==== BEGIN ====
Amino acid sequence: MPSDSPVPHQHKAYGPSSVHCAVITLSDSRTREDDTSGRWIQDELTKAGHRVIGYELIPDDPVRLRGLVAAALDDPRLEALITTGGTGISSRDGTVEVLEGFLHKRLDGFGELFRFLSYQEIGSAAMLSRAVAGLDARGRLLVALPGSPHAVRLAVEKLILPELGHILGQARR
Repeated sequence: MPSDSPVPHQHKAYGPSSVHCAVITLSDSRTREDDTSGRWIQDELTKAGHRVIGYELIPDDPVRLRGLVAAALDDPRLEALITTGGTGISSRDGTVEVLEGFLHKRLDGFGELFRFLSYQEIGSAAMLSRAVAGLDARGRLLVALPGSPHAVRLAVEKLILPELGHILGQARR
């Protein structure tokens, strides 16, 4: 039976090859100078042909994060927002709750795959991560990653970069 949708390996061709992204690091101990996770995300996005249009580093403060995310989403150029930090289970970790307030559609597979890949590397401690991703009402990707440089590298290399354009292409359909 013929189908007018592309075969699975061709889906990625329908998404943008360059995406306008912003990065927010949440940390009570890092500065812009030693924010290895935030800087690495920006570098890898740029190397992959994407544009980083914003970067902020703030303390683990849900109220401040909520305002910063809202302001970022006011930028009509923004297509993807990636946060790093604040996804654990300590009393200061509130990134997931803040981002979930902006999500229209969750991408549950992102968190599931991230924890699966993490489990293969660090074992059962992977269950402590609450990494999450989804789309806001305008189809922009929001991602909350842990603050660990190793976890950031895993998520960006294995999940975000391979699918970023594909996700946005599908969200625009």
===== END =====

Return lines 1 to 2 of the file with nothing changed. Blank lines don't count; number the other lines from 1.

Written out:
Amino acid sequence: MPSDSPVPHQHKAYGPSSVHCAVITLSDSRTREDDTSGRWIQDELTKAGHRVIGYELIPDDPVRLRGLVAAALDDPRLEALITTGGTGISSRDGTVEVLEGFLHKRLDGFGELFRFLSYQEIGSAAMLSRAVAGLDARGRLLVALPGSPHAVRLAVEKLILPELGHILGQARR
Repeated sequence: MPSDSPVPHQHKAYGPSSVHCAVITLSDSRTREDDTSGRWIQDELTKAGHRVIGYELIPDDPVRLRGLVAAALDDPRLEALITTGGTGISSRDGTVEVLEGFLHKRLDGFGELFRFLSYQEIGSAAMLSRAVAGLDARGRLLVALPGSPHAVRLAVEKLILPELGHILGQARR